For many entrepreneurs, there will be a right time for an investment by venture capitalists (VCs). Here are some lessons I learned about when venture capital is the right answer, when it is not, and how to select and work with VCs. Yesterday I blogged lessons #1 - #4 in this series so, if you’re interested, you may want to start there.
Lesson #5: ask VCs about their firm’s “exit strategy”.
I didn’t do this, didn’t know to. The VCs exist to make money for their limited partners (LPs) – the people and organizations which gave them money to invest. You are a vehicle for doing this; you were the beneficiary of the LP’s money that needed to be put to work. At some point, the VCs will sell or distribute the stock they hold in your company. Whenever it is, you won’t like it; but it is better to understand this in advance than to be surprised.
They may sell out because you are failing. Fortunately, we didn’t have that experience but we didn’t have a clear understanding of how they would make that decision if the time came. We should have. This wouldn’t have been a contractual commitment, just an understanding of how they work and think. We could have gotten this understanding by asking what they had done with other companies but we didn’t think to.
They may sell because you’re succeeding. Our VCs sold at a handsome profit in our secondary. That we expected and it didn’t hurt. Being well in the black on the deal after the secondary, I think, made them more patient later.
They may sell or distribute because your stock is going down. That’s the one that hurts because it makes the stock go down more. But VCs aren’t really in the business of speculating with public company stock so, once you are public, the exit is only a matter of time. We would have been less surprised had we understood this better. Of course, when we raised our money we knew that the market would continue to go up forever so we didn’t think to ask:-}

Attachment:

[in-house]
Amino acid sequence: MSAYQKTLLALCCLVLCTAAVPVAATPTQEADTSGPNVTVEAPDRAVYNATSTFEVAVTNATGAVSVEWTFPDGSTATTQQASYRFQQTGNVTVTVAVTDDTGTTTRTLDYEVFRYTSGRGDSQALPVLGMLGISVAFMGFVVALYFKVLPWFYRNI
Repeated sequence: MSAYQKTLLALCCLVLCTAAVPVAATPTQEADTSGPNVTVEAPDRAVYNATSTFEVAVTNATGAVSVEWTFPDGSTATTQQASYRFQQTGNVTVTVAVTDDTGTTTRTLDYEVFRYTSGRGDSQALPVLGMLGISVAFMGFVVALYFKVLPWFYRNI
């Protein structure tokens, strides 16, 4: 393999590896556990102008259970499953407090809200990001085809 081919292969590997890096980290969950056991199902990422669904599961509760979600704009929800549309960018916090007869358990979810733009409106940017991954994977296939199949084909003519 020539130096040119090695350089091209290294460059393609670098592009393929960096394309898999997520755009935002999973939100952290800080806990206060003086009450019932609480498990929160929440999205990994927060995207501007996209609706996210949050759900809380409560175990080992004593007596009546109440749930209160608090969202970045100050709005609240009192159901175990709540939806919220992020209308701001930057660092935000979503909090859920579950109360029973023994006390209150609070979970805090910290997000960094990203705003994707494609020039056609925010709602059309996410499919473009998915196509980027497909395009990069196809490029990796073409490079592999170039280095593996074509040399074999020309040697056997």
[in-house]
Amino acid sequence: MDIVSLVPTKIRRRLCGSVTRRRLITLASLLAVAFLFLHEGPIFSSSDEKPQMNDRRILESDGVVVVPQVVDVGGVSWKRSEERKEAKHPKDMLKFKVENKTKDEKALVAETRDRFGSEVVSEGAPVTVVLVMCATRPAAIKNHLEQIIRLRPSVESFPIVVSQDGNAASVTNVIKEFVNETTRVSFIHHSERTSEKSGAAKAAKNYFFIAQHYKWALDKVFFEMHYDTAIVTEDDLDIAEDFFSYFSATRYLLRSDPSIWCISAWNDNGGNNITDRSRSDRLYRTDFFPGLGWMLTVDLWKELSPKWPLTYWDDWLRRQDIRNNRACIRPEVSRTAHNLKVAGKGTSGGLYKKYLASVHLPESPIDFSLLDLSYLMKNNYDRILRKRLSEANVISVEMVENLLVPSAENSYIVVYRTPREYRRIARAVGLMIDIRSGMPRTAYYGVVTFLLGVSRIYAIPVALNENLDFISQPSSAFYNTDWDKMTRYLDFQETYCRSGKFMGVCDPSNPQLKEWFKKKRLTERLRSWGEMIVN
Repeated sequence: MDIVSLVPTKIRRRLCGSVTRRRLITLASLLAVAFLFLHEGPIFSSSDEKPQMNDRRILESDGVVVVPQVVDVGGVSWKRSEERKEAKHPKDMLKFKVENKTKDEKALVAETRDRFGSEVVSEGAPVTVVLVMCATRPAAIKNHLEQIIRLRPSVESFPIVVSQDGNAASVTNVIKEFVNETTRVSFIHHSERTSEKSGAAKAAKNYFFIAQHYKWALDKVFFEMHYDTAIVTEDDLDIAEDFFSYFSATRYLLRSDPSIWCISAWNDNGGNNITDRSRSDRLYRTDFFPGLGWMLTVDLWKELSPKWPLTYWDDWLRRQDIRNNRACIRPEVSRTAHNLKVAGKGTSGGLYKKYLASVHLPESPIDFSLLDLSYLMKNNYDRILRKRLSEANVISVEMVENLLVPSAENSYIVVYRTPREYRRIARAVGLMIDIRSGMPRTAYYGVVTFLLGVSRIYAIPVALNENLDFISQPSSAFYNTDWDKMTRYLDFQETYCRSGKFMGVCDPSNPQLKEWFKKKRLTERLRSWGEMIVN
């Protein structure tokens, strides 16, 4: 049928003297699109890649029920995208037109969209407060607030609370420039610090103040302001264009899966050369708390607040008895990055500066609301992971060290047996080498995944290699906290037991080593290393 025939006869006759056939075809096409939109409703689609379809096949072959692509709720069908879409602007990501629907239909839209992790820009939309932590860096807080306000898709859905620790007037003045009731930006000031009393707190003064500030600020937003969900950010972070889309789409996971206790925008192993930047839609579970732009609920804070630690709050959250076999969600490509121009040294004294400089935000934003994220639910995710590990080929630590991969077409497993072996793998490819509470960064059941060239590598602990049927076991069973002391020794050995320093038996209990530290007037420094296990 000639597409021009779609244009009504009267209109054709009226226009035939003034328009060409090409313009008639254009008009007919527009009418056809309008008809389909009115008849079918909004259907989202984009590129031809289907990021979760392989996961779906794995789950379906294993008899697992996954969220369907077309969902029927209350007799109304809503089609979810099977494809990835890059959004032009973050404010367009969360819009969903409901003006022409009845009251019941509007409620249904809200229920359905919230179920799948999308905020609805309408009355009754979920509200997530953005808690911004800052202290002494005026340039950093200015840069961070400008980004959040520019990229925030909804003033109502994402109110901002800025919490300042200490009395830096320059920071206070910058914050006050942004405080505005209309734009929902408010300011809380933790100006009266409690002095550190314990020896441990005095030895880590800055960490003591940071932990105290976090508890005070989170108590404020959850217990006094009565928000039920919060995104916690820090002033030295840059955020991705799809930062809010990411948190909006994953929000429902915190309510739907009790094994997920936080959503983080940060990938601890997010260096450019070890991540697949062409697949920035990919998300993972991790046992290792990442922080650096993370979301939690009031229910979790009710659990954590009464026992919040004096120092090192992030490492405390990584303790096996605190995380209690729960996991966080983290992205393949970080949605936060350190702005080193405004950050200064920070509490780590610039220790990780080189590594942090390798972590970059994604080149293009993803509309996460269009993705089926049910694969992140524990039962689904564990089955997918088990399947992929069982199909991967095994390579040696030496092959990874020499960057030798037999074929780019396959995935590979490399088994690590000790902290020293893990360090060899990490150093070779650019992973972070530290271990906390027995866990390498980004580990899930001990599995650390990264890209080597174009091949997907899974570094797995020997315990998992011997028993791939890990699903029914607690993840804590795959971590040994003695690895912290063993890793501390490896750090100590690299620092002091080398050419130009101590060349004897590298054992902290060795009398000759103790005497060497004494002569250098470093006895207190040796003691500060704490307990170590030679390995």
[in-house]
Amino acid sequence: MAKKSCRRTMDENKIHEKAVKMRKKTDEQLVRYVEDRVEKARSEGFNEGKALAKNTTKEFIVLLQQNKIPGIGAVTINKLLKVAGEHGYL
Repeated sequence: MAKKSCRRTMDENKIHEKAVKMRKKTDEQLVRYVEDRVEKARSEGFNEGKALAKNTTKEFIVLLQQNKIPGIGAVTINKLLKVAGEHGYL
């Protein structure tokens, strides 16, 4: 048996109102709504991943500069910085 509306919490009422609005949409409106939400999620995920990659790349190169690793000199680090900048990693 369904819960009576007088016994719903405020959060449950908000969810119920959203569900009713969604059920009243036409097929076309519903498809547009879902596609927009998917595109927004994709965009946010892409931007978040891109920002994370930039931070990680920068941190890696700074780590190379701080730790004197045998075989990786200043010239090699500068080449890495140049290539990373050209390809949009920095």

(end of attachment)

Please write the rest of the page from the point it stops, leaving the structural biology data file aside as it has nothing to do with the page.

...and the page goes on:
Lesson #6: look for VCs who can and do distribute.
When the time comes for a VC to liquidate some or all of its position in your company, it can usually either sell the stock outright or distribute it to its LPs. I believe that distribution is better for the company than an outside sale. For one thing, it doesn’t send the same signal to the market as a huge sale by an initial investor which may have to be reported publicly depending on how recent your last equity event and the size of the VCs stake.
More important, all of the stock doesn’t hit the market at once in a distribution. Some of the LPs will not sell immediately. This is not a panacea. Many LPs do have a policy of selling every distribution automatically and immediately; it is just a cushion.
Some venture funds can’t distribute either because of something in their charter or because they don’t have limited partners. Intel Ventures, for example, is a subsidiary of Intel. When they decide to move out of a position, they don’t have LPs to distribute to. They can only sell. They are good investors to have in other ways so this doesn’t mean to avoid them but it is something that we didn’t know to take into account.
Lesson #7: check VC references.